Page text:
Cremation - What is It?

in Cremation

When a loved one dies, there are many decisions that grieving family members and friends are confronted with concerning the funeral. One of these decisions involves answering the question, what kind of funeral do you want?

Every person and every family is different and decisions regarding funeral are influenced by cultural and religious traditions, personal preference and cost. Options include the Traditional or Full-service Funeral, Direct Burial or Direct Cremation.

A growing number of people are selecting the option of Cremation. It is becoming more popular as a method for the final disposition of the body for reasons such as some do not like the idea of a traditional burial, it simplifies the burial process, is more environmentally friendly and is more economical.

Cremation is a process by which a body is exposed to extreme heat, usually 1800 - 2000 degrees Fahrenheit, for two hours or more. This process results in the body being reduced to its basic elements which are then referred to as "the cremated body" or "created remains". This occurs at a crematorium in a special kind of furnace called a cremation chamber or cremation retort. The crematorium may be part of a chapel or a funeral home or part of an independent facility or a service offered by a cemetery.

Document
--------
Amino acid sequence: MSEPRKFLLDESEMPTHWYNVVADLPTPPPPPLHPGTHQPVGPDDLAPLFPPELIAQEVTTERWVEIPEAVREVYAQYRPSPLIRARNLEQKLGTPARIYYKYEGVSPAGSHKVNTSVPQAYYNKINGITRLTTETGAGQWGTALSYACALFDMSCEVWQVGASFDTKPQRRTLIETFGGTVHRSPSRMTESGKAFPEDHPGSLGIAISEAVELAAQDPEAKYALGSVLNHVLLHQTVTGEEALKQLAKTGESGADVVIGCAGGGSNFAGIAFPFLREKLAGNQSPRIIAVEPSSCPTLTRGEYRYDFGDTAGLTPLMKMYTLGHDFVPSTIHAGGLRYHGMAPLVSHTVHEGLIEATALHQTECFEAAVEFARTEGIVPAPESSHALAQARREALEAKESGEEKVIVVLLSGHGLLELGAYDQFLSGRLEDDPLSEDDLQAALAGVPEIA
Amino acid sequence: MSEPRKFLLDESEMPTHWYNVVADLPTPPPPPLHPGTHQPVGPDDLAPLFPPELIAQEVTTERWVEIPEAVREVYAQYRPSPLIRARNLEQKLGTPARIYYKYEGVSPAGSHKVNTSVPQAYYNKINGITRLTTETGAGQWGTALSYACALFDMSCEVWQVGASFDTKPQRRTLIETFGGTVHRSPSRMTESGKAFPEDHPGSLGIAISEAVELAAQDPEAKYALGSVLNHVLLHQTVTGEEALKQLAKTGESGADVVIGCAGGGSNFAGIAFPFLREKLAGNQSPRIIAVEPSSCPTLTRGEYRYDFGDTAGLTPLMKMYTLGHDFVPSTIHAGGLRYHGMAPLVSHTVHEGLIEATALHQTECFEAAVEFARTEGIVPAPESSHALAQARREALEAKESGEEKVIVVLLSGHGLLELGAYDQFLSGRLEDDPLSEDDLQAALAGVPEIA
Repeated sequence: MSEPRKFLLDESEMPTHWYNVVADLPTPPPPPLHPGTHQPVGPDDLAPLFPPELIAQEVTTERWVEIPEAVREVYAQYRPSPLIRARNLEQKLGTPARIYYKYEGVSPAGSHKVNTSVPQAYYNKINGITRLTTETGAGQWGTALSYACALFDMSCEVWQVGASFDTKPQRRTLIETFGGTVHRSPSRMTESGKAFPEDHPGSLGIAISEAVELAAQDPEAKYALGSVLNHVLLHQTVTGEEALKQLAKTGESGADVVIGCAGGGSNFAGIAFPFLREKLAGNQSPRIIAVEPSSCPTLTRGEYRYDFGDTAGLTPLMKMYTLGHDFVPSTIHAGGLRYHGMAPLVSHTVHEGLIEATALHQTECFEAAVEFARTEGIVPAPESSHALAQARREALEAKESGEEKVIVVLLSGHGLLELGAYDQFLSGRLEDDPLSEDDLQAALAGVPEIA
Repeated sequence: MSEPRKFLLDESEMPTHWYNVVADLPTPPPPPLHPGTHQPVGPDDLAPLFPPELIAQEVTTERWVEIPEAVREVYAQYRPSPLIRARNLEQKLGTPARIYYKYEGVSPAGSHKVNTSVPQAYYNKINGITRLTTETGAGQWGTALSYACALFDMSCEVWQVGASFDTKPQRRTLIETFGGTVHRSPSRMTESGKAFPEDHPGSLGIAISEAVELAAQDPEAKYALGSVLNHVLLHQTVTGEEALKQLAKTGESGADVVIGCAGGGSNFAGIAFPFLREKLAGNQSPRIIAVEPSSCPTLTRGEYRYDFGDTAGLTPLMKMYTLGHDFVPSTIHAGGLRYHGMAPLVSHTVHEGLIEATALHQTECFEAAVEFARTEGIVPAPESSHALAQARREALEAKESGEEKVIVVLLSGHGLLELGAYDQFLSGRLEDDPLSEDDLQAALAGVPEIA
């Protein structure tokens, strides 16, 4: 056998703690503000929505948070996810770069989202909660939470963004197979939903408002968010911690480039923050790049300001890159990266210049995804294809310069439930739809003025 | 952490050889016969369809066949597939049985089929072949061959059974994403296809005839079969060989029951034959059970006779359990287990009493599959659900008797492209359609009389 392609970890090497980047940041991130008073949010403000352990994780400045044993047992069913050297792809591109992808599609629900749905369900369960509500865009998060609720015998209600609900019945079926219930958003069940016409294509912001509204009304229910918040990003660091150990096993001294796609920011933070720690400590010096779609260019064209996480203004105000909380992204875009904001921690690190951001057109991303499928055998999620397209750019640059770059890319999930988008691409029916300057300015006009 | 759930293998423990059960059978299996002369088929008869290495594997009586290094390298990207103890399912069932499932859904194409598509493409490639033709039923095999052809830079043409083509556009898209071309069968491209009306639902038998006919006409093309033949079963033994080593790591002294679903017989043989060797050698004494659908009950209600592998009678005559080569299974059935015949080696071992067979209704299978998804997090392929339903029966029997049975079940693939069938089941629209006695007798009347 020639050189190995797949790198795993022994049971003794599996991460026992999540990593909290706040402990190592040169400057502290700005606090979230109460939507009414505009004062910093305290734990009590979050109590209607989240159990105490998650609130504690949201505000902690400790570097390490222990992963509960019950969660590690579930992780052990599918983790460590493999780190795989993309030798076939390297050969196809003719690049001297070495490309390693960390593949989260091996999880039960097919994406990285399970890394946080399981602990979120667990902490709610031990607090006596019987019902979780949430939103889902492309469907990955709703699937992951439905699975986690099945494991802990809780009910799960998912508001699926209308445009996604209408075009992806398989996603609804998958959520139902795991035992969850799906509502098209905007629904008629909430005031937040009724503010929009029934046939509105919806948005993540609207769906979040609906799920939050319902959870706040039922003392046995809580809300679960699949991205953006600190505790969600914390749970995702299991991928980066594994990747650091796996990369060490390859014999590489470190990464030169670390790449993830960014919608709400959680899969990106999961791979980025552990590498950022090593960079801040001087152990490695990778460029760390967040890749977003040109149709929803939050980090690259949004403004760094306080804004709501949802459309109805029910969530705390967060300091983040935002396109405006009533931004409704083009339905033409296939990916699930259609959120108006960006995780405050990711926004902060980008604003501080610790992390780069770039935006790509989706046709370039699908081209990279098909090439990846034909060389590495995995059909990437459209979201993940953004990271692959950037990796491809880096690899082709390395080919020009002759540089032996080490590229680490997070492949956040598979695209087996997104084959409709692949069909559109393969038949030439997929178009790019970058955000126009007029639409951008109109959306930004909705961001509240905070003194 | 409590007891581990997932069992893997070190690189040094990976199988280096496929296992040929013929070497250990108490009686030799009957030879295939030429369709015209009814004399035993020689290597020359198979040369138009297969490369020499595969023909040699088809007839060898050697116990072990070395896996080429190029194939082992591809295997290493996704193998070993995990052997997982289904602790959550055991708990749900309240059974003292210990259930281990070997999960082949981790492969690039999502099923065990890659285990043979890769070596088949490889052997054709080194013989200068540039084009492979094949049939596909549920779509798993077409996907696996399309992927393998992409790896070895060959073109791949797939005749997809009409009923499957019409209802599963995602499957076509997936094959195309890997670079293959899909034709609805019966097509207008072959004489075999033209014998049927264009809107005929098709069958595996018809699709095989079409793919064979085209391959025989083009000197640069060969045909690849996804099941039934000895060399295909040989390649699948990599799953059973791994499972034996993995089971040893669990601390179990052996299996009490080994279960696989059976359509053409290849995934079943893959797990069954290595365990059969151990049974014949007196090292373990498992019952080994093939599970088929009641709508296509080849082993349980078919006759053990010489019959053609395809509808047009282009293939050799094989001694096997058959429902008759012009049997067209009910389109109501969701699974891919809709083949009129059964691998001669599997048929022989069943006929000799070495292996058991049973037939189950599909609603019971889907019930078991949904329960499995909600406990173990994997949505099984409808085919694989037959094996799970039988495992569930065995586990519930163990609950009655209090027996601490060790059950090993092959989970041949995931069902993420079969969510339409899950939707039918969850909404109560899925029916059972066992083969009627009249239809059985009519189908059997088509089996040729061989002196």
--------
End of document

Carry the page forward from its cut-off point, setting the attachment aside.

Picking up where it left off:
After this process of heat and flame, bone fragments remain. They are then mechanically processed to form a uniform power-like texture. After this preparation the cremated remains can be placed in a temporary container that is suitable for transport.

Cremation may serve as a funeral or post-funeral rite that is an alternative to the interment of an intact body in a casket. Cremated remains, which are not a health risk, may be buried or immured in memorial sites or cemeteries, or they may be legally retained by relatives or dispersed in a variety of ways and locations.

There is a growing trend towards cremation and the keeping of cremated remains in the home in a memorial urn. These urns are available in colorful ceramics, exotic woods and fine metals. Cremation Jewelry is also a growing area such as "The Eternity Heart" that encases a small amount of cremated remains in a piece of fine jewelry. These items can serve as memorials as well as heirlooms that may be passed on through the generations.

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Lee-Anne Godfrey has 1 articles online

Lee-Anne Godfrey is a Registered Nurse with a Bachelor's degree in Nursing. She is specialized in the area of Hematology/Oncology and End of Life Care. She educates and writes on Hospice and Dementia care.

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Cremation - What is It?

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This article was published on 2010/03/31